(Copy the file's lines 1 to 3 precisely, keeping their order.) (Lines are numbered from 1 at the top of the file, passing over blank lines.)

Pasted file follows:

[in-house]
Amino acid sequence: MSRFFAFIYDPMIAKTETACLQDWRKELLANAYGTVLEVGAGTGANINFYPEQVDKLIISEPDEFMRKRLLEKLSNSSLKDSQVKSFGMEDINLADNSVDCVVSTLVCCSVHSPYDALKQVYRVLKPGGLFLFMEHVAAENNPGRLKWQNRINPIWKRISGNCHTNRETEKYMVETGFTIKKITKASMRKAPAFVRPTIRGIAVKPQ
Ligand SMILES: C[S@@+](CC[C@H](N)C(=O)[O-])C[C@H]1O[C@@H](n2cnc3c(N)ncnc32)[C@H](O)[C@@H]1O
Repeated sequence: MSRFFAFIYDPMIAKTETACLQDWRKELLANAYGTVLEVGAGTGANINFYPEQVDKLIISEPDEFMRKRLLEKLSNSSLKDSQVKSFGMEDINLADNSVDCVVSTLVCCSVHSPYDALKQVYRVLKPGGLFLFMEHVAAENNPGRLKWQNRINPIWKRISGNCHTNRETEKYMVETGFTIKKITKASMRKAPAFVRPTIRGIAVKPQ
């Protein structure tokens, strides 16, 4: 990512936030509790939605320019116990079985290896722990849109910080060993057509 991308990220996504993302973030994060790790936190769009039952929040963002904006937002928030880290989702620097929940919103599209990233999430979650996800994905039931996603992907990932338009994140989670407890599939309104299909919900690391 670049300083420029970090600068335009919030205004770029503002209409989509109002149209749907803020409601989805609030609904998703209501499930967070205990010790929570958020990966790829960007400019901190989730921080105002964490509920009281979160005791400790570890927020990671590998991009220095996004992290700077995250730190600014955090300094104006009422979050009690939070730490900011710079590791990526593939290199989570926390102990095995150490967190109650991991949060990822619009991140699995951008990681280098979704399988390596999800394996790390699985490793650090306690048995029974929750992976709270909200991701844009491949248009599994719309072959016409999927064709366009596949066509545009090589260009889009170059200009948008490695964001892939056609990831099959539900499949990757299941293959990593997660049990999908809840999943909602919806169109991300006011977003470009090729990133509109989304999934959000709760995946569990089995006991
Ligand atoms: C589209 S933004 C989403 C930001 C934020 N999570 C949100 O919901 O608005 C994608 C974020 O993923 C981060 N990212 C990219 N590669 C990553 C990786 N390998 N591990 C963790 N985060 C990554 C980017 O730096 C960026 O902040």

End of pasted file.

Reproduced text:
[in-house]
Amino acid sequence: MSRFFAFIYDPMIAKTETACLQDWRKELLANAYGTVLEVGAGTGANINFYPEQVDKLIISEPDEFMRKRLLEKLSNSSLKDSQVKSFGMEDINLADNSVDCVVSTLVCCSVHSPYDALKQVYRVLKPGGLFLFMEHVAAENNPGRLKWQNRINPIWKRISGNCHTNRETEKYMVETGFTIKKITKASMRKAPAFVRPTIRGIAVKPQ
Ligand SMILES: C[S@@+](CC[C@H](N)C(=O)[O-])C[C@H]1O[C@@H](n2cnc3c(N)ncnc32)[C@H](O)[C@@H]1O